Discovering Clements Kadalie’s writing
Clements Kadalie, known for being the first black national trade unionist in Southern Africa, was more than a labour activist. He has been described by Henry Mitchell, a young historian currently completing his PhD research on Kadalie, as a mediator, interpreter and broker between diverse publics, advocating for workers’ rights. This former teacher used all media platforms at his disposal to make his Pan-Africanist opinions public. An essayist of note, he was an opinion maker and thought leader of his time whose works appeared in newspapers beyond the African continent and across the diaspora.
Clements Kadalie was born Lameck Koniwaka Kadalie Muwamba, in April 1896 at Chifira village near the Bandawe mission station in Nyasaland, now known as Malawi. He was the second born son of Musa Kadalie Muwamba. His grandfather Chiweyu, was a paramount chief of the Tonga of Nyasaland.
Educated by the Church of Scotland missionaries, Kadalie completed his teacher training in 1913 at Livingstonia College He taught at a primary school for a short while before joining his compatriots seeking employment in South Africa in early 1915.
Three years later, he settled in Cape Town where he met and befriended an emerging trade unionist by the name of Arthur F Batty. It was then that he changed his name, becoming popularly known as Clements Kadalie. In early 1919, with Batty’s advice, Kadalie, a dock messenger at the time, along with 23 colleagues, founded the Industrial and Commercial Union (ICU). The organisation was later renamed the Industrial and Commercial Workers’ Union of Africa but kept the acronym ICU. The purpose was to protest against unfair labour laws and to protect workers’ rights. Kadalie became the first general secretary of ICU.
Kadalie’s role in the ICU
Towards the end of 1919, the ICU had gained momentum and elevated Kadalie to prominence after he had successfully organized more than 2 000 men in what would be known as a 14-day dock workers’ strike, a labour action that prevented the export of all goods through the Cape Town Harbour. That strike would lay the foundation for Kadalie’s development into a union leader known to thousands of people in South Africa. This labour organiser had the ability to unite workers across the racial divide and nationalities as the dock workers strike was supported by labourers from Britain, the Caribbean, South Africa and Malawi.
Kadalie believed in rolling up his sleeves, and organising workers globally. His ambition was to form “One Big Labour Movement” through mobilisation techniques. Between 1920 and 1927 the ICU grew across Southern Africa – East London, Durban, Johannesburg, Luderitz in Namibia, Bulawayo in Zimbabwe and Livingstone in Zambia, and laid claim to more than 250 000 members. At the time the African National Congress (ANC) was reported to have had only 4 000 followers.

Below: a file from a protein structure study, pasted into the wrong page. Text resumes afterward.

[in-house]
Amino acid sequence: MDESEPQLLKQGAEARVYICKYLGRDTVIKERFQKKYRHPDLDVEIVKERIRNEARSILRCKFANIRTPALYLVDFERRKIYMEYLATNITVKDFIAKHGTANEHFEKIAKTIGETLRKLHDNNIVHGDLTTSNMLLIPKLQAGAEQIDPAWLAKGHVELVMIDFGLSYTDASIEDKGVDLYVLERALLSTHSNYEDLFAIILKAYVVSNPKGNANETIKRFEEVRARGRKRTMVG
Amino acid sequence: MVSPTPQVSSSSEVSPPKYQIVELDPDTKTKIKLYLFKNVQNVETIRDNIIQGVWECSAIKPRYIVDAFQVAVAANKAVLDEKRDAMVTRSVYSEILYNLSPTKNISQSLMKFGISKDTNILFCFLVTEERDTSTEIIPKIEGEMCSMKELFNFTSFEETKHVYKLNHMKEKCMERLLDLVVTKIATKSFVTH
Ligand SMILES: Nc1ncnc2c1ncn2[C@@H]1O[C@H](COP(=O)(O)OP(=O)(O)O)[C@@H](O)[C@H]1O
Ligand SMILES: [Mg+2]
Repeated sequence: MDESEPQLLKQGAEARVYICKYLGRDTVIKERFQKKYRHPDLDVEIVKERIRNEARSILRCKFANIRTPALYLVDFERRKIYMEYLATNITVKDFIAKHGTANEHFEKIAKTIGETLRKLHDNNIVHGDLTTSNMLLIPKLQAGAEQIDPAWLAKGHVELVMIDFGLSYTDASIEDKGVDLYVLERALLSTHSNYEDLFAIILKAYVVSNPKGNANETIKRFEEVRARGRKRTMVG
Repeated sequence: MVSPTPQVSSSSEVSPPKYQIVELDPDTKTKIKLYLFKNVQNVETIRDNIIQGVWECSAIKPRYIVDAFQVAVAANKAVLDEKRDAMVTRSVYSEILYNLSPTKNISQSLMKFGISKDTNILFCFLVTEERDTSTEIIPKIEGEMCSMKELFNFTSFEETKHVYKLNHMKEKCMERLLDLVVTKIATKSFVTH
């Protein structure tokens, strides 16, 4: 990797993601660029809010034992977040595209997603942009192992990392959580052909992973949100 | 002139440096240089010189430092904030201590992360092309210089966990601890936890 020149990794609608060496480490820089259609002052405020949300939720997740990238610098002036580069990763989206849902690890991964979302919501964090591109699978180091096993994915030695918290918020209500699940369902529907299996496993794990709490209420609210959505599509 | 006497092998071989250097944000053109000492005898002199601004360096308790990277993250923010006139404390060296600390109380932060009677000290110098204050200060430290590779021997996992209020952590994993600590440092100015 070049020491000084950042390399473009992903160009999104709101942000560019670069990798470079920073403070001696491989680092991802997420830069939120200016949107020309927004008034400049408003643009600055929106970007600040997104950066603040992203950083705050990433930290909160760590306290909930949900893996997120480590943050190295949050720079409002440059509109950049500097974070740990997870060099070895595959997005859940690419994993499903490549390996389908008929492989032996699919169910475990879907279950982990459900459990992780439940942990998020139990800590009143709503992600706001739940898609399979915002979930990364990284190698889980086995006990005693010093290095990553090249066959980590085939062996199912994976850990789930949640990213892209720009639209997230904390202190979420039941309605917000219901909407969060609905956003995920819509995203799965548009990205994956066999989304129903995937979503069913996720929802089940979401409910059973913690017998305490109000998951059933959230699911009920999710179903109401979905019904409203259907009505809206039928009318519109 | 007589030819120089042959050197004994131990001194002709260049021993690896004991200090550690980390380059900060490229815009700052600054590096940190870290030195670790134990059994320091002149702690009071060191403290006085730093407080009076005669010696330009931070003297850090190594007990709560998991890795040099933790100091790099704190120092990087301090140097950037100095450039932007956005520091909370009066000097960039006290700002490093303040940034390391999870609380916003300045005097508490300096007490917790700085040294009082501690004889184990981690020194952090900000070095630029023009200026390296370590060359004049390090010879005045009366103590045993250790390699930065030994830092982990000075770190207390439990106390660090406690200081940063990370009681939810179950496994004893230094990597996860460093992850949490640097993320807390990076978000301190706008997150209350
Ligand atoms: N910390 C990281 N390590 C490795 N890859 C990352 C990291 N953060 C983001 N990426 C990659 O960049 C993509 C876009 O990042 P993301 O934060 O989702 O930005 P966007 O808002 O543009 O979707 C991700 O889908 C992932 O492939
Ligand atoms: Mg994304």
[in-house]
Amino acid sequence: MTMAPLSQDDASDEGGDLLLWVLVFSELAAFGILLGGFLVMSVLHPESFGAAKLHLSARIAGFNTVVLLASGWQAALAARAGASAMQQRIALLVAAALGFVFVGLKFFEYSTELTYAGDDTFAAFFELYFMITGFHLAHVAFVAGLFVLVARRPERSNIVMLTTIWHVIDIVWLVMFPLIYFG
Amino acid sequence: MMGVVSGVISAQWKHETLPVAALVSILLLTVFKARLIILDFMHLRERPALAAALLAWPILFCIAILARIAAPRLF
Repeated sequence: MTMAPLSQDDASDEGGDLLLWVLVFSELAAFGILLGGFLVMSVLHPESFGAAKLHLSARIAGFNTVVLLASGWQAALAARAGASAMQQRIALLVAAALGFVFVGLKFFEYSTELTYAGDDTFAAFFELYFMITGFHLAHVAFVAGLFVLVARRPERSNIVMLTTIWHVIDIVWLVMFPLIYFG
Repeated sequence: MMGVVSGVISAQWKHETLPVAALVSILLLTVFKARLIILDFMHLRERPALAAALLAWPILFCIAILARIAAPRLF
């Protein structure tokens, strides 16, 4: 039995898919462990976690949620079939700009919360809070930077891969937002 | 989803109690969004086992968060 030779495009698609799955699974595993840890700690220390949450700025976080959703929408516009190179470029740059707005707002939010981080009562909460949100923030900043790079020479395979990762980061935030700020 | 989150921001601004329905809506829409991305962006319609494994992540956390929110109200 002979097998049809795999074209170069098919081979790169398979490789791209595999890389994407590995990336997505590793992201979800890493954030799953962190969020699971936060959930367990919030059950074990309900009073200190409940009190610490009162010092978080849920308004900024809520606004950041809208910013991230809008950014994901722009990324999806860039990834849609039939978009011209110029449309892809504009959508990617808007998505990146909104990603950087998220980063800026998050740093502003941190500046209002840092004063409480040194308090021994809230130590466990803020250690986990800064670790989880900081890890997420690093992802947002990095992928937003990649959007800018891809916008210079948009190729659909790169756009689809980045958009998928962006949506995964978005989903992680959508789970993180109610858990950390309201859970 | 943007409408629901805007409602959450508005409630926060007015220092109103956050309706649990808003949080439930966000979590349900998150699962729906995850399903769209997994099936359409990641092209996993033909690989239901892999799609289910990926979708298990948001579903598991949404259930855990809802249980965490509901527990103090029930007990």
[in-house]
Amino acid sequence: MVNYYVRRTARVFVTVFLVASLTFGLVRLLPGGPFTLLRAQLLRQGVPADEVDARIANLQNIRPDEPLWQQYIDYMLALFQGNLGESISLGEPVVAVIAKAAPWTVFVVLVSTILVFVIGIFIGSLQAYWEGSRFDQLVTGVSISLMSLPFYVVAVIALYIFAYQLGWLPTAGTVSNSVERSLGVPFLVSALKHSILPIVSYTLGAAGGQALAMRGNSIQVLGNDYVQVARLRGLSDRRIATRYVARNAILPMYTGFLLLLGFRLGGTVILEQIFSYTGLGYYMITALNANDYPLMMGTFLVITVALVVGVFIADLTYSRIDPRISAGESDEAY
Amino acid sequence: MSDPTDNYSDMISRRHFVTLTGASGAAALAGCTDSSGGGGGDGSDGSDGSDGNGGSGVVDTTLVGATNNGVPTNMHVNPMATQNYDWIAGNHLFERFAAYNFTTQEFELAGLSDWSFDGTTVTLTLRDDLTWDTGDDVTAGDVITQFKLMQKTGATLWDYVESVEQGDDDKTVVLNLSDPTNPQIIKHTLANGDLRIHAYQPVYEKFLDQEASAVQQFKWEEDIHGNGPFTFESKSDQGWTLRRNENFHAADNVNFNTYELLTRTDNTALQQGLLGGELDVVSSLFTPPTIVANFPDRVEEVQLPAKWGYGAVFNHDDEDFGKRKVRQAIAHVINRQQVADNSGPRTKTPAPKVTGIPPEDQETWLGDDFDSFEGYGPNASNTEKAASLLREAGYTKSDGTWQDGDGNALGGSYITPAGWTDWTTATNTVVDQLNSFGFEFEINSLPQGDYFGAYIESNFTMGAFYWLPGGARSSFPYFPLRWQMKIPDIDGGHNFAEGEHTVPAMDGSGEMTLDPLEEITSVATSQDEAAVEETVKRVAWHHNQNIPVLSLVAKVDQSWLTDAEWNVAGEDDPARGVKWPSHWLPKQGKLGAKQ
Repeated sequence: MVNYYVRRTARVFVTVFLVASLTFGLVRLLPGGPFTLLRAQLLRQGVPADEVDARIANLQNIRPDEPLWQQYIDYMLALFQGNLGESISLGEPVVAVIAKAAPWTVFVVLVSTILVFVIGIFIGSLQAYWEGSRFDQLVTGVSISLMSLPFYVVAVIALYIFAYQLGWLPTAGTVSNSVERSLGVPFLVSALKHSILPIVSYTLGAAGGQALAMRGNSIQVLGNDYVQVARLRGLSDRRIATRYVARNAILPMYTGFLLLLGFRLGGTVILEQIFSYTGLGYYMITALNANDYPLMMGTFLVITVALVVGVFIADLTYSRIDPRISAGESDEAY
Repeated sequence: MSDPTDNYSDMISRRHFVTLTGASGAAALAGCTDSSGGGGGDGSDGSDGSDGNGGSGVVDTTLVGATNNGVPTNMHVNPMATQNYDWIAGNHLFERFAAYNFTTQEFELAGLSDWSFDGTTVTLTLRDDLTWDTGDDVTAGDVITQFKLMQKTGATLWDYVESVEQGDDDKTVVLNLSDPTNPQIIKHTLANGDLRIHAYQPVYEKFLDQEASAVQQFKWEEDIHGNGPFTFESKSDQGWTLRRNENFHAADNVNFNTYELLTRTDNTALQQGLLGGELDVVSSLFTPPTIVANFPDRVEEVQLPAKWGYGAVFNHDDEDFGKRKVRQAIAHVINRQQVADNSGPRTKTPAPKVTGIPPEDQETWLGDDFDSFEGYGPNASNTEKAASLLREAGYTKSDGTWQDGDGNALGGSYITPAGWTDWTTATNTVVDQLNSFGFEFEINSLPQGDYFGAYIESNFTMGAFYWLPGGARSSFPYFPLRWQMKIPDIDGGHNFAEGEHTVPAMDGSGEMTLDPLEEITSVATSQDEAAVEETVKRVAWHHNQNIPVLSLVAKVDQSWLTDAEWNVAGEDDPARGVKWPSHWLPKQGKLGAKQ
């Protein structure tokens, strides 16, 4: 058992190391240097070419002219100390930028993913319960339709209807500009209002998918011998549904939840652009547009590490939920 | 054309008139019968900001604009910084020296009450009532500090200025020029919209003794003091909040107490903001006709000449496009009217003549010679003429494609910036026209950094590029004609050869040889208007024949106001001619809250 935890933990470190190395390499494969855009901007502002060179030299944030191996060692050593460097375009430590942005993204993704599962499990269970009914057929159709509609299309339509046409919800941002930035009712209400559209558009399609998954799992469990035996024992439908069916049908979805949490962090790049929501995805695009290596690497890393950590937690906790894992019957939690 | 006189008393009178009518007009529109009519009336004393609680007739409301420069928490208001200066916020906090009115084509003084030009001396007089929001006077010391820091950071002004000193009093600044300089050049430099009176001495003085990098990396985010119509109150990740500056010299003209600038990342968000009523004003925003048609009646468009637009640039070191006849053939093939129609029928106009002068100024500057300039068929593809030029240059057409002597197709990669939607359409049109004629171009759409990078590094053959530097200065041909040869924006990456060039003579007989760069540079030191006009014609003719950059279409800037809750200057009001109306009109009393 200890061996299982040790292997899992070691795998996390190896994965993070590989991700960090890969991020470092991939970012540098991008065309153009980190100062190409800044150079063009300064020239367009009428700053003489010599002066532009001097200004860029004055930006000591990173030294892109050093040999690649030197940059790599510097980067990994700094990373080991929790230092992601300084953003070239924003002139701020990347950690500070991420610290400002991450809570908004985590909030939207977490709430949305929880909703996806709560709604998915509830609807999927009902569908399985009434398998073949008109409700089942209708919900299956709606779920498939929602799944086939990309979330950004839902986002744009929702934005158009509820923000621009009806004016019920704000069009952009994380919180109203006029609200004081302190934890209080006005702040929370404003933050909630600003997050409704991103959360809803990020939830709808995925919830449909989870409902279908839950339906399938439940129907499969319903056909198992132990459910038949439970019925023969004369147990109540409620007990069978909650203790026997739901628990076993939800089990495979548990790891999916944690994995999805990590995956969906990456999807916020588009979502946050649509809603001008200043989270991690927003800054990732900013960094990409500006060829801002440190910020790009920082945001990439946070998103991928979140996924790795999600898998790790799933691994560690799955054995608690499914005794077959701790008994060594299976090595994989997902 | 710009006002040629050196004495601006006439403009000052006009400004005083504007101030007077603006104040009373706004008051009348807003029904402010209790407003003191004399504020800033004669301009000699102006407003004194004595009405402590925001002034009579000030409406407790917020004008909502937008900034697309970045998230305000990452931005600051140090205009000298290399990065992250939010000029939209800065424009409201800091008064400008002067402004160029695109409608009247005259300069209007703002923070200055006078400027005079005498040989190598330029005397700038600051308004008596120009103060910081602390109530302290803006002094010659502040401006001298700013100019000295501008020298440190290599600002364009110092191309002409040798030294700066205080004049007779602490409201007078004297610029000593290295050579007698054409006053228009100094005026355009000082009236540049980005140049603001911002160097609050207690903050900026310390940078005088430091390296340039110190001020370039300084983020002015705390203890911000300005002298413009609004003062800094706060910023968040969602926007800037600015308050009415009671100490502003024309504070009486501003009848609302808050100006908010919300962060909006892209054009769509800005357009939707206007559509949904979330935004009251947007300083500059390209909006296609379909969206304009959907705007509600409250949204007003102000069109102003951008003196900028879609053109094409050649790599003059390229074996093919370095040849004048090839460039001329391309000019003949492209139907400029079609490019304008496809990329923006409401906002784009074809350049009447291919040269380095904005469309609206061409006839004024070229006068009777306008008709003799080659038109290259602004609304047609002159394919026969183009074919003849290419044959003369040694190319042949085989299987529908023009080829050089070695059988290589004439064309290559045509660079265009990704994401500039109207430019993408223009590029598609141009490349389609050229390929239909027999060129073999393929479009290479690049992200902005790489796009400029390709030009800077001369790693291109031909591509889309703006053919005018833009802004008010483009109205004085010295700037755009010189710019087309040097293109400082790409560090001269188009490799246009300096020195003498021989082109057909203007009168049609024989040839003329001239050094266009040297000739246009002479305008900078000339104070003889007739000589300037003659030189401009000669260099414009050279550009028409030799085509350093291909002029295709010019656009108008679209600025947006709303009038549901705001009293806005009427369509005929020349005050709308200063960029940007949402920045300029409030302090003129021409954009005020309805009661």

Journalism and writing days
Kadalie was an essayist of note, an opinion maker and thought leader of his time. According to Mitchell: “While he had initially thrown all his energy into organising the ICU, from 1923 these duties were increasingly undertaken by James La Guma, and by the mid-1920s Kadalie was writing extensive essays in numerous newspapers.”
Kadalie’s first essays were printed in 1923 in the Black Man, the ICU’s first newspaper, which was built on a tradition of Pan-African commercialism. He used it as a vehicle to articulate the emancipation of black South Africans, and Pan-Africanism as a philosophy. In the same year, Kadalie wrote numerous pieces for The Messenger, a radical socialist New York-based African-American newspaper edited by A Philip Randolph and Chandler Owens. In 1924, he wrote an essay titled “The Romance of African Labour” on the front page of Workers’ Herald, another ICU publication. In it he declared a possibility of a single union movement among the proletariat of South Africa. Some of his work was also published in the radical British New Leader, Labour Monthly and Foreign Affairs journals, with titles such as “Black Trade Unionism in Africa”, “The Black Man’s Labour Movement” and “The African Labour Movement”.
Kadalie’s deportation defiance
When Kadalie was arrested in 1924 he was issued with a deportation order, naming him a prohibited immigrant and ordered to leave South Africa within three days, he defied it. Three years later he would travel to represent the ICU at the international Labour Conference in Geneva. In 1928, internal strife within the ICU saw Kadalie sacked by William G Ballinger with the full backing of the executive committee of the ICU.
The same year, Kadalie and six other trade union leaders were arrested under the Native Administration Act. The Act made it a criminal offence to raise racial animosity towards the white population. Kadalie later formed an independent ICU in East London and became a provincial organiser for the ANC. He never returned to Malawi and stayed in East London with his second wife Emma with whom he had one son. With his first wife, Molly Davidson, he had three sons and a daughter.
He died in 1951 in East London.
First published in thejournalist.org on 30 August, 2017
Thapelo Mokoatsi is a PhD candidate at Rhodes University. Mokoatsi speaks to his confrere, historian PhD candidate Henry Mitchell, over a strong cup of Ethiopian coffee in the Mother City. Henry Mitchell is an Oxford and Edinburgh Universities scholar, whose undergraduate degree in history and economics was “In Search for Greener Pastures: Immigration from Malawi, 1930-1960, while his MSc in African Studies, Centre for African Studies in Edinburgh University focused on “Independent Africans: Malawian Migration to South Africa, 1916-1960”. His PhD thesis is aptly on Malawian born pioneer Clements Kadalie and the Industrial Commercial and Workers Union (ICU). Parts of the excepts from Henry Mitchell’s PhD research were published with his permission.
In collaboration with Mail and Guardian